Next blog….connecting assets to the buying stages.

A GPS for the Sales Staff

Is sales purely an art? A person is either good at it, or isn't. There are personal aspects to it that are more art than science, of course, but it is possible to identify best practices for each of your products and each of your buyer personas. This is something we strongly advocate you begin to do, if you haven't already. If you’re going to move revenues to a higher level, it is crucial that you begin to do this. Simply relying on the best judgement of each salesperson isn't enough, as you probably have already identified. Too often, sales is neglected, with each new hire left to fend for themselves, learning primarily through trial and error.

That’s not a good idea. Instead, identify all your buyer personas, and products, and then create a set of metrics that can evaluate what practices help push prospects through the sales funnel, and lead to a sale. The practice will lead to better sales and is at the heart of the newer concept of a “sales playbook.” Sales playbooks have a key role to play in enabling your salespeople. An ideal playbook offers all the information that a salesperson needs to have and share with the prospect when making a sales call.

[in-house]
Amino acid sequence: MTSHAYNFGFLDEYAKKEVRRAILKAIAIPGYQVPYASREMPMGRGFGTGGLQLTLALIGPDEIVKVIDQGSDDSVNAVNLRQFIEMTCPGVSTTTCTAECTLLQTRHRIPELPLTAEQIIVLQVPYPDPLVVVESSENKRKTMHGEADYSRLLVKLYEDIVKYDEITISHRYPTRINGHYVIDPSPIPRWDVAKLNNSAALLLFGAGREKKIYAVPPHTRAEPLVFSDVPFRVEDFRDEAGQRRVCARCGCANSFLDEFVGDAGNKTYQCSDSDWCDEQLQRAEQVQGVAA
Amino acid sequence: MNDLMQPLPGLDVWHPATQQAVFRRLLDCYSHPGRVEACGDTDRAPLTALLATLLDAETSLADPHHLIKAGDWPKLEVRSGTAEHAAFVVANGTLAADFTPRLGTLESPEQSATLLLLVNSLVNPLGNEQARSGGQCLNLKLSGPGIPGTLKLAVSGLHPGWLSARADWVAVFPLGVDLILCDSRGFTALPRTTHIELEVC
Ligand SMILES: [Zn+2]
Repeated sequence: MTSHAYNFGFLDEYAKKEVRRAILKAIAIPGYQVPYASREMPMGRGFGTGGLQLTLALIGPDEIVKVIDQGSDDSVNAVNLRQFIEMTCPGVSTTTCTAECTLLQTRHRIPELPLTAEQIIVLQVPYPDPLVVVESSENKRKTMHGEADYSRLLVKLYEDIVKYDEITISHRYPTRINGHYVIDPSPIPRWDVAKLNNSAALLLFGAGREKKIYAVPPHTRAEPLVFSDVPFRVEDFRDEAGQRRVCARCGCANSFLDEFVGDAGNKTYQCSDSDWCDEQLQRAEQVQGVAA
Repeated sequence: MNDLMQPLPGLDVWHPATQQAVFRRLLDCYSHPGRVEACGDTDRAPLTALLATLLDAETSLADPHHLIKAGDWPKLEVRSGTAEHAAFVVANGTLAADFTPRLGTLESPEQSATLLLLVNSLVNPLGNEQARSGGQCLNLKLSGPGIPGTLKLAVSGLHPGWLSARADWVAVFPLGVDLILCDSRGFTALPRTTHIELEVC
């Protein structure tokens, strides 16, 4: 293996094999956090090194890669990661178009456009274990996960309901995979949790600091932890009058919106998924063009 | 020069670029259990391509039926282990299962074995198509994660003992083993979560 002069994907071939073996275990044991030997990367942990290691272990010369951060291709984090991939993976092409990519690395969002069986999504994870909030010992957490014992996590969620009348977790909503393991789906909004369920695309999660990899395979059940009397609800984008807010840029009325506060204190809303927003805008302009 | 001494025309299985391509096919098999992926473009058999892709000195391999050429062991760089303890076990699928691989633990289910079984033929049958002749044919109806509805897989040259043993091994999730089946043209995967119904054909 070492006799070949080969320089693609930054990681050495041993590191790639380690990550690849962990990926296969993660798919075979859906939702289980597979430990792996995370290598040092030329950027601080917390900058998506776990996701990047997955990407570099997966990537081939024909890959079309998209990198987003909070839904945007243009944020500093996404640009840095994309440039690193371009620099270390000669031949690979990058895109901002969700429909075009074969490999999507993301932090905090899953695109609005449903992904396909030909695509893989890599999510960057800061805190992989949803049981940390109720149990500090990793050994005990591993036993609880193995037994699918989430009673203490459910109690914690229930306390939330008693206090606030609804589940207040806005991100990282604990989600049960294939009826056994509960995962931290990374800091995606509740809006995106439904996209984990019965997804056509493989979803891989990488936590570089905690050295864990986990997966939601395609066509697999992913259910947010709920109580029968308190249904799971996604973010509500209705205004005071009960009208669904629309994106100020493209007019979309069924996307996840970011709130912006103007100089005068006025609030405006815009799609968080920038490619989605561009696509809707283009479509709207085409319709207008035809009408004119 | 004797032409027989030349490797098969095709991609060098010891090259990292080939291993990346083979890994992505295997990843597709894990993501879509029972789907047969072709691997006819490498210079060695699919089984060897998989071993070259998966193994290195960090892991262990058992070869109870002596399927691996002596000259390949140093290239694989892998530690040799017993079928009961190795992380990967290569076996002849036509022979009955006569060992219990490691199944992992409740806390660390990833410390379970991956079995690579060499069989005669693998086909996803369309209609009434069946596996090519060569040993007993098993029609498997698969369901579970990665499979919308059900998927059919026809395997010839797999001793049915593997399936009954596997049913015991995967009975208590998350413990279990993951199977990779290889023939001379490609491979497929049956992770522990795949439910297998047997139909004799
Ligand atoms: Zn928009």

A sales playbook is a systematic organization of all marketing and sales assets that salespeople need when interacting with their prospects throughout the buyer’s journey. A playbook maps each sales asset to the buyer’s position in the sales cycle. A good sales playbook is like a GPS: it provides the clear directions your salespeople need to reach their ultimate destination—closing a lead.